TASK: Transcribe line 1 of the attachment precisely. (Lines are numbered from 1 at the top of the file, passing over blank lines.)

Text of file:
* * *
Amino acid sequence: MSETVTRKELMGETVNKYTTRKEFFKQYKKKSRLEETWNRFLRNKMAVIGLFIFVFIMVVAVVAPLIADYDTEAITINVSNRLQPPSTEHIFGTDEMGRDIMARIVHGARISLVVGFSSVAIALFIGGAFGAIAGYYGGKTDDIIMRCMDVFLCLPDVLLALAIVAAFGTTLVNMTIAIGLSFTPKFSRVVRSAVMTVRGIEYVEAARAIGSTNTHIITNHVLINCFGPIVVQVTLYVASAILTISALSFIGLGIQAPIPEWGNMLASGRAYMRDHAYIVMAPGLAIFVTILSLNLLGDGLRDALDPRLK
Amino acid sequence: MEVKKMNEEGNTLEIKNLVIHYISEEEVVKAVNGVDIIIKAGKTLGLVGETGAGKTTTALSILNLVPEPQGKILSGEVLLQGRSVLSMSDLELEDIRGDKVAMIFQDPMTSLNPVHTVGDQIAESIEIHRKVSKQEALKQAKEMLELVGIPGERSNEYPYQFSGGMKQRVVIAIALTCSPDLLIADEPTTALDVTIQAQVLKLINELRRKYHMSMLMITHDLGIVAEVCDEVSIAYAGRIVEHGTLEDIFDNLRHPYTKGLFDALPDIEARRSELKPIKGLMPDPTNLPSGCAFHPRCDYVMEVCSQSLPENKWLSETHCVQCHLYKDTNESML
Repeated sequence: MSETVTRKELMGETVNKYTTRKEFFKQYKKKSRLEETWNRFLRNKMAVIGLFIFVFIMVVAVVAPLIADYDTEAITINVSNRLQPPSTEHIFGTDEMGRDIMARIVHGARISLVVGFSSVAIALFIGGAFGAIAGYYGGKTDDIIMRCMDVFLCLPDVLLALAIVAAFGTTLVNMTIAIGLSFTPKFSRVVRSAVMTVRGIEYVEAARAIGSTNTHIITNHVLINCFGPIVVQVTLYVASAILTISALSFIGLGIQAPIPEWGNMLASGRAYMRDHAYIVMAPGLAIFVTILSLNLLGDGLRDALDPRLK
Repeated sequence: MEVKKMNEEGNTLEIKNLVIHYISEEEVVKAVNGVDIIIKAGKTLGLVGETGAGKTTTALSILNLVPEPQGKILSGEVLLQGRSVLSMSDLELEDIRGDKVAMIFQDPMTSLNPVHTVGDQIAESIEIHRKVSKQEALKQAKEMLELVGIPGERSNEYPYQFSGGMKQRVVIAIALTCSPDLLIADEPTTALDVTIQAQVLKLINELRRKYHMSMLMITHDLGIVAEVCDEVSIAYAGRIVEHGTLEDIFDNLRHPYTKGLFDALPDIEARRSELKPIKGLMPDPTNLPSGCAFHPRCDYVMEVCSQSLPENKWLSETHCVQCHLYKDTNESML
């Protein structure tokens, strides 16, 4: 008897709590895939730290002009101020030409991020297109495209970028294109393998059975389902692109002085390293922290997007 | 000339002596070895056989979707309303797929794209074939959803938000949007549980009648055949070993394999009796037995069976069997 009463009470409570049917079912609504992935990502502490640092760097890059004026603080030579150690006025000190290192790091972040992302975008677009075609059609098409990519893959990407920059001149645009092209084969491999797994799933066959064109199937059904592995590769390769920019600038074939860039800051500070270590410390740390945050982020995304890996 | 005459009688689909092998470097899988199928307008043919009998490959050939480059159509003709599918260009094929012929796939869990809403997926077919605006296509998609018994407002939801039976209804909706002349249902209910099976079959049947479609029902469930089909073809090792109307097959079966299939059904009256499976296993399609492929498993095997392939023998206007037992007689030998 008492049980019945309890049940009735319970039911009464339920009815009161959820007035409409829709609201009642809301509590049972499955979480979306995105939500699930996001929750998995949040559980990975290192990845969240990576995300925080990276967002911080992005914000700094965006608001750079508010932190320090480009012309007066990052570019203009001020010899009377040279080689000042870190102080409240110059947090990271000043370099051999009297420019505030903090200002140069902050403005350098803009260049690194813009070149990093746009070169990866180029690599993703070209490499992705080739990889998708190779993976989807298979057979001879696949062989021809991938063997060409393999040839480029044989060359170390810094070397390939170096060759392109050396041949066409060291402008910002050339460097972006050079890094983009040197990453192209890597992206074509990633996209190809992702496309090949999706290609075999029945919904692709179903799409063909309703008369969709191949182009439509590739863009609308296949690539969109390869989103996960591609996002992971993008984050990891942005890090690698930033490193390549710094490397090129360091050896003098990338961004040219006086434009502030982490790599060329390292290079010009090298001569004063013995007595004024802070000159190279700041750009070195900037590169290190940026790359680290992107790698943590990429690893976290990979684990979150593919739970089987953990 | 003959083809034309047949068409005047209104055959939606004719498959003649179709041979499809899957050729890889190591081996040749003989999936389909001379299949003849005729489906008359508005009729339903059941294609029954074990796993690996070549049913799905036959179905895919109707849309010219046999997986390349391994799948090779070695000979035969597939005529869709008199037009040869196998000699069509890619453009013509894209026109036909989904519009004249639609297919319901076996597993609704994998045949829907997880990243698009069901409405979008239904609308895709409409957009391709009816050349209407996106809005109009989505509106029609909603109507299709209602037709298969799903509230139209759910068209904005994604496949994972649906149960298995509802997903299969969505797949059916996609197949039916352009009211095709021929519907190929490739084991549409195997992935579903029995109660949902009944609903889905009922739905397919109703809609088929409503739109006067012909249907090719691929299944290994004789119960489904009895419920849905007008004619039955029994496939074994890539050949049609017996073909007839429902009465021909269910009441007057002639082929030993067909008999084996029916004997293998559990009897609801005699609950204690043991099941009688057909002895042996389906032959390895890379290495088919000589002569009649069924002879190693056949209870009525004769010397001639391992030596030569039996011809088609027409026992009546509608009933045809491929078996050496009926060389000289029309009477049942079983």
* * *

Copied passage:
Amino acid sequence: MSETVTRKELMGETVNKYTTRKEFFKQYKKKSRLEETWNRFLRNKMAVIGLFIFVFIMVVAVVAPLIADYDTEAITINVSNRLQPPSTEHIFGTDEMGRDIMARIVHGARISLVVGFSSVAIALFIGGAFGAIAGYYGGKTDDIIMRCMDVFLCLPDVLLALAIVAAFGTTLVNMTIAIGLSFTPKFSRVVRSAVMTVRGIEYVEAARAIGSTNTHIITNHVLINCFGPIVVQVTLYVASAILTISALSFIGLGIQAPIPEWGNMLASGRAYMRDHAYIVMAPGLAIFVTILSLNLLGDGLRDALDPRLK